The demographic and clinical data were presented as Mean ± SD and compared between groups by Student’s -tests in this study. The Statistical Package for Social Sciences software (SPSS, Inc., Chicago, IL, USA), version 18.0 for Windows, and the HaploView software were used for statistical analysis in this study. The association between the ADAM12 polymorphisms and OA susceptibility was assessed under the following genetic models, which were treated as a dichotomous variable: (i) m-allele (minor) versus M-allele (major) for allele level comparison; (ii) mM + MM versus mm for a dominant model of the M-allele; (iii) MM versus mM + mm for a recessive model of the M-allele; and (iv) MM versus mm for the extreme genotype. Multivariate logistic regression was used to estimate odds ratios (ORs) and 95% confidence intervals (CI) after adjustment for age, gender, and BMI. The linkage disequilibrium (LD) mapping and the associations between haplotypes of selected SNPs and risk of OA were estimated by the HaploView software. The was considered to indicate a statistically significant difference.
3.1. Characteristics of Study Subjects
Demographic data of the population studied and the number of individuals in each group are shown in Table 1. There were no significant differences between groups in terms of age, gender, and mean body mass index (BMI). In the knee OA patients, the mean age was years. In the healthy controls, the mean age was years (n.s). The male/female ratio was 58/106 in the knee OA patients and 62/138 in the controls (n.s). Furthermore, the mean BMI value was not significantly different between groups, in the knee OA patients and kg/m2 in the controls, respectively (n.s).
3.2. Association of ADAM12 Polymorphisms with OA Susceptibility
As expected, the distribution of the genotype of SNP rs1278279, rs3740199, rs1044122, and rs1871054 conformed to the Hardy-Weinberg equilibrium and the genotyping success rate was 100%. Table 2 listed the genotyped and allele distributions of the SNPs for the cases and controls. The SNP rs3740199, rs1044122, and rs1278279 were found with no statistical difference in comparing the genotype frequencies between the case and control groups no matter for which model of comparison (allele level, dominant model, recessive model, and extreme genotype model). However, for the SNP rs1871054, the C allele was associated with an increased risk of OA in terms of the frequency of allele comparison (C versus T, OR = 1.84; 95% CI = 1.57 to 2.23, ). For a dominant model of the C allele, the CT + CC genotypes were associated with the risk for OA (CT + CC versus TT, OR = 1.64, 95% CI = 1.01 to 2.74, ). For a recessive model of the C allele, the CC homozygote genotype was also associated with increased susceptibility to OA (CC versus CT + TT, OR = 2.65, 95% CI = 1.72 to 4.14, ). For the extreme genotype, the CC genotypes were associated with the risk for OA (CC versus TT, OR = 2.78, 95% CI = 1.56 to 4.95, ).
|ORs and 95% CIs were estimated using logistic regression analyses and adjusted for age, gender, and BMI.|
Also, the genotype frequency of ADAM12 SNP rs1871054 was analyzed according to the KL grade in the cases. The severity of OA was found significantly associated with the C allele frequency (), as in Figure 1.
In the present study, we evaluated the relation of the ADAM12 SNPs to knee OA susceptibility and severity. Our study demonstrated that the ADAM12 polymorphism rs1871054 was associated with increased risk and severity of OA. The genetic background is essential determinants of OA. Extensive functional genomic research (DNA and RNA) on relevant joint tissue, cell, and animal models is needed to discover novel unknown members and elucidate mechanisms of current OA susceptibility genes and pathways . Identification of OA susceptibility genes could make it possible in the future to predict disease phenotypes as well to construct OA prediction models based on genotype information . Polymorphisms of ADAM12 gene were reported to be associated with knee OA development and progression [7, 10, 16, 17]. Nevertheless, these results are not consistent as some other studies failed to replicate this association in other populations or races [8, 13]. Lack of replication makes it difficult for the application of clinical use. The reasons could be due to genotyping different and too few markers; differences in case ascertainment and phenotype criteria; differences in ethnicity; and the occurrence of false negatives in the replication study or false positives in the initial studies. Insufficient power related to sample size is a likely source of false positives in initial studies, which consequently tend to overestimate genetic effects “winners curse.” Limited power to detect genetic associations is a significant problem in studying genetics of any complex disease. This study is based on a relatively small population, but the results make it possible to perform a meta-analysis to avoid the limited study power.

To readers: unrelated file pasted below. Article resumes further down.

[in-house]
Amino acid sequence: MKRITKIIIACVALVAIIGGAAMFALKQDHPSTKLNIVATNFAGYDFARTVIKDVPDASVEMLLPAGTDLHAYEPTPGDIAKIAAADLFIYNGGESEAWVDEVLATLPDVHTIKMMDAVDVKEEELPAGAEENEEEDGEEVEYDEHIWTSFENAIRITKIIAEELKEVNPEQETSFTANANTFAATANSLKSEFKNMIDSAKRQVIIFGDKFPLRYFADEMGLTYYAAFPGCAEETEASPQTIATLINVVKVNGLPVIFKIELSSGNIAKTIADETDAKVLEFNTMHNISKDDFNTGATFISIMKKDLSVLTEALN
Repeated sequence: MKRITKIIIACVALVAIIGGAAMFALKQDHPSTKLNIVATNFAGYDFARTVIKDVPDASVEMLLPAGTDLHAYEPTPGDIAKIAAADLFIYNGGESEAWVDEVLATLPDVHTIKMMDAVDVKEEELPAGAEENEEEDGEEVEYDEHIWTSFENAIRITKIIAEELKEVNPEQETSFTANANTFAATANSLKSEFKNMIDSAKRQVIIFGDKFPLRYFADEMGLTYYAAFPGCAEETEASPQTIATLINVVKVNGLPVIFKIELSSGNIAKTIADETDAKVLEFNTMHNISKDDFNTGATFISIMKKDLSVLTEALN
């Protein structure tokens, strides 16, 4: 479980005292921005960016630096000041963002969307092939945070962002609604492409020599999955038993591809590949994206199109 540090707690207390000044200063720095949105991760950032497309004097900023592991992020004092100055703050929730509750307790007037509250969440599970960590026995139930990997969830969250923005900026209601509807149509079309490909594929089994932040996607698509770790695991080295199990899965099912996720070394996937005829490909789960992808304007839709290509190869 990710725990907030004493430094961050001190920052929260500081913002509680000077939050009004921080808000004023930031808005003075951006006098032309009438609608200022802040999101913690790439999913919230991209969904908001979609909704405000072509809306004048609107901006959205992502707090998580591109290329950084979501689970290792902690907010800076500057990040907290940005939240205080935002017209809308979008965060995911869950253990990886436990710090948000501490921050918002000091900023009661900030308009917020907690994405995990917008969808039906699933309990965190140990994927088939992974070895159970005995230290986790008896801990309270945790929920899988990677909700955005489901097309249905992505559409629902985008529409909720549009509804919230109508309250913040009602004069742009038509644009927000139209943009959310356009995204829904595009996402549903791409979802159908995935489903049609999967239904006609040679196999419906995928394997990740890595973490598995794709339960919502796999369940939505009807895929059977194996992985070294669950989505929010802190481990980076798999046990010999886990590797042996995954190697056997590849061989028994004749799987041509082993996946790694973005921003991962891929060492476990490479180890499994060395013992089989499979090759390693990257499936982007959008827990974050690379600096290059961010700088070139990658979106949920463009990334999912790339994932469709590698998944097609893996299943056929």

The matrix metalloproteinases, A Disintegrin and Metalloproteinase (ADAMs), are the main proteolytic enzymes that regulate extracellular matrix turnover in the cartilage . The ADAM12 is a catalytically active metalloproteinase, which is expressed mainly in remodeling and fast-growing tissues. ADAM12 is a multifunctional zinc-dependent protease with the ability to shed membrane-anchored proteins like cytokines, growth factors, and their receptors. It has been proposed that cleavage of these substrates may regulate availability of bioactive molecules and thereby also regulate inflammation, tissue vascularization, or remodeling . Indeed, according to published data, ADAM12 appears to modulate mesenchymal cell differentiation and could therefore be involved in remodeling of different tissues. The ADAM12 has been shown to be involved in growth factor shedding , cell adhesion, and fusion [21, 22], which suggest also its role in inflammatory and immune reactions. Therefore, ADAM12 has been shown to be upregulated in different cancer types, pregnancy disorders, and human OA cartilage [7, 10, 23].
The reason for the discrepancy regarding the association of the SNPs with OA between the present study and the previous studies is unclear, but several possibilities are conceivable. The discrepancy could be attributed to the different characteristics of the cohorts, such as age, gender, population, or sample size. To more fully test the potential of these SNPs in relationship with the OA, a follow-up study that explores the role of haplotypes on the genetic susceptibility to OA is desirable.
In summary, we have identified that the rs1871054 variant within the ADAM12 gene is a risk factor for increased osteoarthritis susceptibility and severity.
Conflict of Interests
The authors declare that there is no conflict of interests regarding the publication of this paper.